Matt W Cook

writer.former fundamentalist.christianly fellow

Month: June, 2012

On The Creative Flow and Kidney Stones

     Sometimes there is a flow, y’know?

     Sometimes it all just comes out, rushing and tripping over itself to get on the page. It comes so fast and so hard that you spend hours and hours throwing it down, but the stream still doesn’t let up. Not until you’re finally mentally and even a bit physically exhausted. Then you pack up, go home and have a great day.

     But sometimes it’s different. Sometimes it’s like having kidney stones.

     You can feel the flow, deep inside of you. It wants out. No, it needs out. So you go to the place where you can get it out, but it doesn’t come the way you want it to. It comes out in frustrating trickles. And it hurts. It hurts so much that you don’t even want to do it anymore. So you throw it down and walk away.

     But you can’t stay away for long. You need to get it out. Even though every time you try, the pain flares up and you begin to hate the process.

     What do you do then?

     Keep trying. Keep working. I know it hurts. I know you can see blood in it and it kinda smells funny. That’s fine. It’s alright. It’s still coming out, and that’s what is important. Eventually the stone will pass. It’ll pass when the pain and the struggle is at its zenith. Then, suddenly, you’ll be cured and the flow will return.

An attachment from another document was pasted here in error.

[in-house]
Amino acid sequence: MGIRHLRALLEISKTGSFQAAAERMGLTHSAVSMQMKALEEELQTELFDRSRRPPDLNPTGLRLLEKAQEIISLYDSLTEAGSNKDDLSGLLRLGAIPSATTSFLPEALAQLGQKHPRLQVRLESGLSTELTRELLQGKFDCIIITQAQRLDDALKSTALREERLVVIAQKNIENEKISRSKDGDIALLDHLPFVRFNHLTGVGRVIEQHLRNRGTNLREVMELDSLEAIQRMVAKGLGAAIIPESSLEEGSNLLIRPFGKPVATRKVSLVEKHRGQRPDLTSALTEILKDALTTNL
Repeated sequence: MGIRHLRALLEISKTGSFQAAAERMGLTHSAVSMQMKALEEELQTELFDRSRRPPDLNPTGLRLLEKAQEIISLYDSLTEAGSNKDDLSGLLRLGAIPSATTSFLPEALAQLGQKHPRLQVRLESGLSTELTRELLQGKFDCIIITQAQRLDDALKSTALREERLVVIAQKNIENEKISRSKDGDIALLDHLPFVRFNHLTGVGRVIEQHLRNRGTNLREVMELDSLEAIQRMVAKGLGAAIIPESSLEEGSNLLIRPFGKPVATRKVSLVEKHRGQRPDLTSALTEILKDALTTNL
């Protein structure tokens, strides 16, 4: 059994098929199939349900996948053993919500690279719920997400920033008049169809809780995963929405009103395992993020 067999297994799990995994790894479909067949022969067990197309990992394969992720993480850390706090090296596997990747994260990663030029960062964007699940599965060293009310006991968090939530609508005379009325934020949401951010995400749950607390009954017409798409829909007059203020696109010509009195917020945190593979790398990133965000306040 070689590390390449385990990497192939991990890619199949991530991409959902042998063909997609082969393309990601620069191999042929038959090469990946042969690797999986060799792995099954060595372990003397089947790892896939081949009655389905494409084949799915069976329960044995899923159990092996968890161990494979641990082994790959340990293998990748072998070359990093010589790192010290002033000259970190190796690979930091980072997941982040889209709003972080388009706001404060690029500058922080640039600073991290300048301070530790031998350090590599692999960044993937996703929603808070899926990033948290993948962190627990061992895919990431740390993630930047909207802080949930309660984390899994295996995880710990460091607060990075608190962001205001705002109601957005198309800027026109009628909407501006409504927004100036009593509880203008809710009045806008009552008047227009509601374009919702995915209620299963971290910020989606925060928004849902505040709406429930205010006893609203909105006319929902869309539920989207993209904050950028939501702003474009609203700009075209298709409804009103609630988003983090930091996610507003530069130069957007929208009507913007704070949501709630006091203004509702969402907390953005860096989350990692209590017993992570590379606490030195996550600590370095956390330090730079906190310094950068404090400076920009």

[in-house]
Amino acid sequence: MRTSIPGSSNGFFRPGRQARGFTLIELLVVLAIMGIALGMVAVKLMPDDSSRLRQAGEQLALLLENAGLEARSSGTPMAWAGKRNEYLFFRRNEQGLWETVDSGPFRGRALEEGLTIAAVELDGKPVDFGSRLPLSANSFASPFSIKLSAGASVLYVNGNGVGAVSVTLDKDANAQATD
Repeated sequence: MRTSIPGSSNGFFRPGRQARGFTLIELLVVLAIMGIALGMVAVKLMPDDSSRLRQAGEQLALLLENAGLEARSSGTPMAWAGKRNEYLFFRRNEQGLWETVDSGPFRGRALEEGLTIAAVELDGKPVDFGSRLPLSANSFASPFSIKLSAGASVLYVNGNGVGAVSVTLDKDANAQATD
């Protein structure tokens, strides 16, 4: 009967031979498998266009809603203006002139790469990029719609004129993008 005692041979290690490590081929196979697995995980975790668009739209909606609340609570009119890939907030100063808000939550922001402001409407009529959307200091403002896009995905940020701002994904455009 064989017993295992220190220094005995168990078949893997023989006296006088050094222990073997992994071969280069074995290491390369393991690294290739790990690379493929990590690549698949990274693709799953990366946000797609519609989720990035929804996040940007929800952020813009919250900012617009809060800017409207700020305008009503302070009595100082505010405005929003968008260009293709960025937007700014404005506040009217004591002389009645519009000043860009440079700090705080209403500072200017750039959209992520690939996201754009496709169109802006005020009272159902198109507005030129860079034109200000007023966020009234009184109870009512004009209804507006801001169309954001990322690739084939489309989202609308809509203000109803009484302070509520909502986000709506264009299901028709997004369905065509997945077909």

I’ve had creative kidney stones for a week now. It hurts. I feel like I’m bleeding onto the page. I’m probably going to miss my self-imposed deadline, unless this stone gets passed today. But I’m not too discouraged. I’m still standing over the toilet, trying my best. Sweating and groaning and swearing, but still here. It’ll pass one day.

     And, yes, I did just liken the entire creative process to urination. So there.

The Skynet Zombie

     We love hearing stories about creations turning on their creators. Those stories have made it into movies, novels and religions. There’s something pervertedly fascinating about watching the computer that we lovingly and diligently programmed come of age and attempt to overthrow its creators. And when the movie is done, we sit back and thank our lucky stars that our own machines haven’t turned on us.
     Or have they? (Bum bum bummmmmm!)
     The two most frightening monsters from popular mythology are, in my view, vampires and zombies. The vampire is terrifying because of its malice, subtlety, and power. Zombies are terrifying because of their swarming numbers, mindlessness, and unworldly stubbornness. And the biggest reason to fear them both is because they come from us and work to turn us into them.
     That wasn’t just a random segue. Watch, you’ll see.
     Now, when we talk about creations turning on their creators, we usually think of a Skynet scenario. The computer realizes that humans are a threat, so it decides to completely destroy or enslave them. Skynet is like the vampire version of the creator-killer. And Skynet is not real.